<%@LANGUAGE="JAVASCRIPT" CODEPAGE="65001"%> Program of Study: Sacramental Orders for Women ARCC
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Sacramental Orders for Women
in the Roman-Catholic Church
Program of Study
(draft -- press version)


1. Goal, conditions, and basic principles of the program of study

1.1 Goal of the program of study

The goal of the program of study is a spiritual and practical preparation of women for ordination in the Roman-Catholic Church.

1.2 Prerequisites for participation 

  • The personal faith of each participant is obviously a prerequisite.  Those in charge of the program of study will never presume to conduct an “examination of the faith.”
  • Each participant is expected to have completed appropriate theological training.
  • Each participant is expected to be psychologically stable.  The training group is not a self-help group.
1.3 Basic principles of the program of study
  • The program of study is not a makeshift substitute for theological study (prior theological training is a prerequisite), but is an “on the job training program.”
  • Participants are competent - women train one another.  Additional staff will be invited if needed.
  • The core of the program of study consists of 10 program units, each of which is to be scheduled for a weekend. 
  • Each unit of the program of study deals with an individual topic.
  • Course content will not be limited to the program units but derives largely from practical experience in the outside word.
  • The program of study extends over 3 semesters, and is consequently somewhat longer than one church year.
  • Each participant will specialize in two areas of pastoral emphasis which should not only reflect her personal educational goals but also flow into the overall training via processes of group dynamics. 
  • Each participant will provides a comprehensive personal documentation of her training.
2. Course content
  • Spirituality:  Investigation and experience of the priestly life; each participant selects for this unit one other person to accompany on a spiritual path; practice of spiritual exercises and forms.
  • Sacraments:  Theology, spirituality, and practical exercises concerning all Catholic sacraments and sacramentals.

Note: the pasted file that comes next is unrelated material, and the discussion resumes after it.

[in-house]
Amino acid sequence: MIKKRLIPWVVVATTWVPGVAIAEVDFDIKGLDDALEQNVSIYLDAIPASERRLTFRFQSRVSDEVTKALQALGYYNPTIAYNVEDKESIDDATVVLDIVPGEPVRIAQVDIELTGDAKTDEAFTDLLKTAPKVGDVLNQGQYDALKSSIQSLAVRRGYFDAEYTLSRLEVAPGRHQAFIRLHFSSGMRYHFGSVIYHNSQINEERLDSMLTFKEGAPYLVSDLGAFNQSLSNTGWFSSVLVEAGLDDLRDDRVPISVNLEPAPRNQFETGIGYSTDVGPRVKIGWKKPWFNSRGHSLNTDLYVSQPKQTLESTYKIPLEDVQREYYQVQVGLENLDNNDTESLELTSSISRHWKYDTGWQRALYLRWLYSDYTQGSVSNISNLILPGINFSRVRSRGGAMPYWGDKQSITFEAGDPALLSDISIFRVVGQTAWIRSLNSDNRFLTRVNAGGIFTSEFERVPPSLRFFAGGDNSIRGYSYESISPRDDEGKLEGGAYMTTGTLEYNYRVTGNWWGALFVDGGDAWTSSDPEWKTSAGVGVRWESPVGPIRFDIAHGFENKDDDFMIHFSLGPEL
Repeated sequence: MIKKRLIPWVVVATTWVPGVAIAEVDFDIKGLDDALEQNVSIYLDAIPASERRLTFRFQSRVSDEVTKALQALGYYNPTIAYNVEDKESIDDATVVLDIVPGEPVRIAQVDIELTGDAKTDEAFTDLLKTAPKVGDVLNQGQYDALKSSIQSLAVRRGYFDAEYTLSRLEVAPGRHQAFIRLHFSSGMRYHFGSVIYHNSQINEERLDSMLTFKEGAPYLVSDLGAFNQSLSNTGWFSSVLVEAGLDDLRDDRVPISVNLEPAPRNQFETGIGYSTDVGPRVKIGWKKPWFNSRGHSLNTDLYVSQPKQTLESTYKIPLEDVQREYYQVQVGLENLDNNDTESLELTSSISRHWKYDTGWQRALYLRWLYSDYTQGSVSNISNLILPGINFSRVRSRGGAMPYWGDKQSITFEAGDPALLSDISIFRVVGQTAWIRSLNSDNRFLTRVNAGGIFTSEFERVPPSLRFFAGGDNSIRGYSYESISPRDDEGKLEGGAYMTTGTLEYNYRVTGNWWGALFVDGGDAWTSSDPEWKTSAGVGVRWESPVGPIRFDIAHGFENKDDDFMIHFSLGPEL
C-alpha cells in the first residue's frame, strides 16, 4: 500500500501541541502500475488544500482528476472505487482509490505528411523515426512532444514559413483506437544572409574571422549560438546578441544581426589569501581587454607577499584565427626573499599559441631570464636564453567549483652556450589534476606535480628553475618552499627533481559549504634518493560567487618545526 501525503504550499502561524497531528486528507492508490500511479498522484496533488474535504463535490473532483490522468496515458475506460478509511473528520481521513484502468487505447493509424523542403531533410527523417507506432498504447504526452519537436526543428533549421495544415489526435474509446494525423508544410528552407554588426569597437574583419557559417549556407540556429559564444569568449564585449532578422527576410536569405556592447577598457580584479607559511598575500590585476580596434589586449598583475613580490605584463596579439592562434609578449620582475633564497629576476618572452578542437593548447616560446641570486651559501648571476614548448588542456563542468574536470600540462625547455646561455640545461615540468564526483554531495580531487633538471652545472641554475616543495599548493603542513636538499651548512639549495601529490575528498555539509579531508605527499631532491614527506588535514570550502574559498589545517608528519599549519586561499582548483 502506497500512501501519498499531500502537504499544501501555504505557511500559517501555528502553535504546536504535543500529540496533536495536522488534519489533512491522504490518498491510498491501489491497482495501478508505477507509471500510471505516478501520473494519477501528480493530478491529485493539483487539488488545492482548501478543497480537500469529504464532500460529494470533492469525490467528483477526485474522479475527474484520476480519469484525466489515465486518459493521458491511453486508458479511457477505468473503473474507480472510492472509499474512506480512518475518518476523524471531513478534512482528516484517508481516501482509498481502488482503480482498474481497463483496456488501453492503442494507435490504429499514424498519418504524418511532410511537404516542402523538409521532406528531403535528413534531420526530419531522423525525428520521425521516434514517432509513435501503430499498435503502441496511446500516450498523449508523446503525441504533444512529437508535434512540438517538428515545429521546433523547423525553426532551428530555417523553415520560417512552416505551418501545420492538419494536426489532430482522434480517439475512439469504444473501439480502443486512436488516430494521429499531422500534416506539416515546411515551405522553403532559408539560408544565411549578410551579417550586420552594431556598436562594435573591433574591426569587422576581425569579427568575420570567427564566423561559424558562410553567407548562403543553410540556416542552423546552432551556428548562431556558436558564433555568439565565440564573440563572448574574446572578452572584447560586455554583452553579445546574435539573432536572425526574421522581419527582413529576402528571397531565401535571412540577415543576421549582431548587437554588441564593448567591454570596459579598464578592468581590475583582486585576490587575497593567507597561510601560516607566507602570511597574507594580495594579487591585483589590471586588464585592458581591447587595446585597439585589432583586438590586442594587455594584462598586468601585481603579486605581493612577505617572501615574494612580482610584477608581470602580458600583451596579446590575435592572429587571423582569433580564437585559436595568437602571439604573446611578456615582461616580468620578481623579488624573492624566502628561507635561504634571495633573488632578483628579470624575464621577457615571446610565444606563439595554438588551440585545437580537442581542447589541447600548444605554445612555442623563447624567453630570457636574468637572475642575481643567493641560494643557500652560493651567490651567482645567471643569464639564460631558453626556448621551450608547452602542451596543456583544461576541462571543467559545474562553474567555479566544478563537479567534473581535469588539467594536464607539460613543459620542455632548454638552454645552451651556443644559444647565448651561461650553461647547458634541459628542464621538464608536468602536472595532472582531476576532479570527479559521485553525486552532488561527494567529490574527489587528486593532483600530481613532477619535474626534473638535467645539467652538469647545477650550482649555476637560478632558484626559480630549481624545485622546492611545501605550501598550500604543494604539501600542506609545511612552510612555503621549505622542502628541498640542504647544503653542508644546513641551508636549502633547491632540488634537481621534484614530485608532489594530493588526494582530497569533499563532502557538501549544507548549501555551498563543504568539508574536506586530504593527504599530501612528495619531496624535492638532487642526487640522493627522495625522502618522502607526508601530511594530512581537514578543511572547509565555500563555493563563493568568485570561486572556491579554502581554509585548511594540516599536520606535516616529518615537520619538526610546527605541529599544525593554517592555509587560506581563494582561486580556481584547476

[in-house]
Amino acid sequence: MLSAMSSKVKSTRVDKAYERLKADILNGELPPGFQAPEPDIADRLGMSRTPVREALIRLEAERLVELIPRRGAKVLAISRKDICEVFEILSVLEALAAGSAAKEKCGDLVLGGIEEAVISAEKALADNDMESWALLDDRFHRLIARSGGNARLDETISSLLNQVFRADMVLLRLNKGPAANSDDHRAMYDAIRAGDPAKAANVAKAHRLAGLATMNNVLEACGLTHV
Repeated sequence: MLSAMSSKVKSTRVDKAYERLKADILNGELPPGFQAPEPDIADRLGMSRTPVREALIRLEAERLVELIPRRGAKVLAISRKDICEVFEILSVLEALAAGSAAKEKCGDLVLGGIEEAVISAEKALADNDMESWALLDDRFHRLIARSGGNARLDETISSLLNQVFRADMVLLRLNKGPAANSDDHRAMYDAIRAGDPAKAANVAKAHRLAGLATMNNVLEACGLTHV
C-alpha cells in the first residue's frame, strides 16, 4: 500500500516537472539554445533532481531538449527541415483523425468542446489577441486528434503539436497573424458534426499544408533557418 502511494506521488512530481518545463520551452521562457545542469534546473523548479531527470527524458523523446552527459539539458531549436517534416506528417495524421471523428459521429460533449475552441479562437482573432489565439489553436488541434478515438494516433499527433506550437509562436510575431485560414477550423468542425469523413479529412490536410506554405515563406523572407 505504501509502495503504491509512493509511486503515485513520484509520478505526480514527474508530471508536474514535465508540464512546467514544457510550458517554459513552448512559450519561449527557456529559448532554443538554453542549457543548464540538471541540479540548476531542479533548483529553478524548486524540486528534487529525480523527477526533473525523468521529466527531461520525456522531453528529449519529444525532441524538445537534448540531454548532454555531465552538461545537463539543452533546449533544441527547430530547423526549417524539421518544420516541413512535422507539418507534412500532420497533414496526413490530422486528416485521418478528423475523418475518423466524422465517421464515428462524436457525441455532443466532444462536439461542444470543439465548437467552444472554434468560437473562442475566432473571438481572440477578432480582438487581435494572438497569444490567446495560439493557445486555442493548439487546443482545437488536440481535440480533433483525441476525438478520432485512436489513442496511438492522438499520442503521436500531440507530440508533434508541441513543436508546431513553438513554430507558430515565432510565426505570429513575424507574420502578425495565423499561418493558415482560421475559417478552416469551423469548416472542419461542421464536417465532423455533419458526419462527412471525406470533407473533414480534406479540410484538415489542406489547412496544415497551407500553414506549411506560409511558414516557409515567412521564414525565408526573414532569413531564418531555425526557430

• Liturgy:  Theology and practice of different forms of service; function of the presider;  practice primarily outside of the program of study units.
  • Pastoral:  All pastoral areas with their special demands; death and grief counseling; ecumenical issues; rudimentary familiarity with data processing, bookkeeping, and the media.
  • Rhetoric and Homiletics: Instruction, skills and suggestions for the liturgy of the word; practical exercises concerning various topics; deepening of revelation.
  • Psychology:  Learning to listen; conflicts: permission, accomplishment, solution; polarization; group dynamics; teamwork, guidance and counseling.
  • Creativity:  Sacraments for all the senses; creativity within all areas of the pastoral care.
  • History of being called: Each participant writes her personal history of being called; passing on of personal experience; intensification of one’s own reflection over the vocation.
3. Structure and topics of the units of the program of study

3.1 Basic structure of the program of study units

The components for each of the units will in each case be listed beneath a general topic, which serves as a node to link a network of numerous individual strands.

The units are structured as follows:

    • - Evening:  common spiritual space
    • - First half day: working in groups in theory and practice
    • - Second half day: personal exposition of issues and preparation
    • - Third half day: Practical pastoral exercises
3.2 topics of the units of the program of study:
  1. Unit: “I stand before you with empty hands at the beginning of a path”
    Beginning of the program of study
  2. Unit: “Prophetess by virtue of baptism”
    Baptism and Easter
  3. Unit: “Women go before us”
    Anointing in baptism, confirmation, ordination, illness
  4. Unit: “The fire of the ruach drove me here”
    Pentecost and confirmation
  5. Unit: “You hand me the bread and fill my cup”
    We are invited to the meal - Eucharist, Holy Thursday, Corpus Christi, Eucharistic Adoration
  6. Unit: “Capable of a new beginning”
    Penance, Repentance, Ash Wednesday, Lent, Advent, Renewal, Pilgrimage
  7. Unit: “God gave me a dearest one”
    Human relations, marriage, living alone, high and low times, being mother, father, parents, childlessness, Evangelical advice
  8. Unit: “You transformed my tears into dancing”
    Death and life, dying and resurrection - life crises, illness, anointing of the sick, “getting well,” dying, burial
  9. Unit: “You called me, and I have come”
    Vocation to holy orders, prayer of the hours
  10. Unit: “I spread out my hands and know that you fill them”
    Ready for celebration, ready for service

    The program is available in the German original and a French translation in the Austrian WAC  site.  If you want to get in touch with the author, please contact  Christine Mayr at  mmcml@ping.at or c.mayr@mail.asn-linz.ac.at.

Translated by Ingrid Shafer, 23 May 1999
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Webpage Editor: Ingrid H. Shafer, Ph.D.
e-mail address: facshaferi@mercur.usao.edu or ihs@ionet.net
First posted: 30 May 1999
Last revised 30 May 1999
Electronic edition Copyright © 1999 Ingrid H. Shafer
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